Wichita State got it, but will start in Dayton, Ohio, in the First Four against Vanderbilt, another bubble team. Kentucky coach John Calipari touted his SEC rivals from Vandy, saying the Commodores were a tournament team when many thought they were not. Cal was right.
The first controversy in the brackets came quickly. Oregon, which won the Pac-12 regular-season and tournament titles, took the one seed that many experts though could go to Michigan State. The Spartans and coach Tom Izzo have been a constant Final Four threat, but they didn't win the Big Ten regular season, just the tournament.
Two ACC teams - North Carolina and Virginia - on the one line could also be debated.
The No. 1 seeds are: North Carolina in the East, Kansas in the South, Virginia in the Midwest and Oregon in the West.
Playing on Sunday means teams and coaches have to make a decision about where to watch the NCAA Tournament selection show.
John Calipari and his Kentucky Wildcats chose to take the short flight home to Lexington after beating Texas A&M in the Southeastern Conference Tournament in overtime.
The Aggies have a longer flight home to College Station. So coach Billy Kennedy and his Aggies went back to the team hotel and ate a quick meal before the show started.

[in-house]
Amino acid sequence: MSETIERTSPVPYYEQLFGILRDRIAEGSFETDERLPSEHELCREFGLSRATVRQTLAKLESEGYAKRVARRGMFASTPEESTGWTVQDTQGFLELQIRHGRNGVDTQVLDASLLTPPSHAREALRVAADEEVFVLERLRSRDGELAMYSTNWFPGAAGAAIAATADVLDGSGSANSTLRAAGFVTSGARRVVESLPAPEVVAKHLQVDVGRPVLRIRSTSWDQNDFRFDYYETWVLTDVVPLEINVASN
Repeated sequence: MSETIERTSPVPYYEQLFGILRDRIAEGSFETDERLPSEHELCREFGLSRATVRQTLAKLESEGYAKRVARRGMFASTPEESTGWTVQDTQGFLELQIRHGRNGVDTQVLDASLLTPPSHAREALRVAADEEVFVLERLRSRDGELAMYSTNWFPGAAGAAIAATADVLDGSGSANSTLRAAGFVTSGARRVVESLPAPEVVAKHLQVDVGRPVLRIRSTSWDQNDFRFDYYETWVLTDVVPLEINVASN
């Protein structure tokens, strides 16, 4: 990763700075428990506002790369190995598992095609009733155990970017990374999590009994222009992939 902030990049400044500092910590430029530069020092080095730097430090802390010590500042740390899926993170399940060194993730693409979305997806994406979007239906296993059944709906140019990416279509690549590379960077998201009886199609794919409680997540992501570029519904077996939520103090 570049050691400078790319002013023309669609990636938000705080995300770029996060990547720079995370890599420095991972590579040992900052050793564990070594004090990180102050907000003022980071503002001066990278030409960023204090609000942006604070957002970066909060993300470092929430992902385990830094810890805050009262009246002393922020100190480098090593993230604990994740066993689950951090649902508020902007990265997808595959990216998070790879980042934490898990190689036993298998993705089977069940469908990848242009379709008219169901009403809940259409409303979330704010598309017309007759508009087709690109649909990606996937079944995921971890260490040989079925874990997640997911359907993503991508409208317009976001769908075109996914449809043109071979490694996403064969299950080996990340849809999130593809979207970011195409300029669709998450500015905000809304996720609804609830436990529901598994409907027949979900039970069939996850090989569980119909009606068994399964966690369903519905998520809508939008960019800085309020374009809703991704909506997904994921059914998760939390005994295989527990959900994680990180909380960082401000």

They hope to be in the first bracket announced so the Aggies can head to the airport faster.
- Teresa M. Walker in Nashville, Tennessee
Michigan State holds off Purdue to win the Big Ten Tournament title. Now the question is: Will that give the Spartans a No. 1 seed. Kansas is a lock for a top seed. The other contenders: North Carolina, Virginia, Oregon and Villanova.
The brackets begin being revealed at 5:30 p.m. ET.
Yale has opened up Payne Whitney Gymnasium to the public and set up a movie screen at center court for fans to watch the Bulldogs receive their first invitation to the NCAA Tournament since 1962.
The team, which clinched the Ivy League championship on the road at Columbia, also planned to cut down the nets before the pairings are announced.
Yale finished the regular season with a 22-6 overall record and was 13-1 in the Ivy, matching the best league record in school history.
The team is 7-1 since captain Jack Montague was expelled from school in February.
The Bulldogs last week apologized for wearing T-shirts in support of Montague during warmups of their Feb. 26 win over Harvard, a move that upset many on campus. The school has not said why Montague was expelled.
- Pat Eaton-Robb in New Haven, Connecticut
For Kansas, a top seed seems inevitable. For bubble teams like Monmouth, St. Mary's and Wichita State, Selection Sunday will be a long day.
The brackets come out for the NCAA Tournament on Sunday night, closing out one of the most unpredictable seasons in memory.
Schools all over the country are tuning into a two-hour selection show that's revealing the 68 teams invited to the tournament.
The contenders include 32 teams who automatically qualify by winning their conference title, and 36 at-large bids awarded by a selection committee.
The whole field is keenly interested in the subjective seeding battle, with bracket placement a big deal toward the path to a title.
But bubble teams were very much sweating the outcome of the American Athletic conference tournament, where Memphis tried but failed to beat UConn and squeeze out another bubble team.
AP college basketball website: http://collegebasketball.ap.org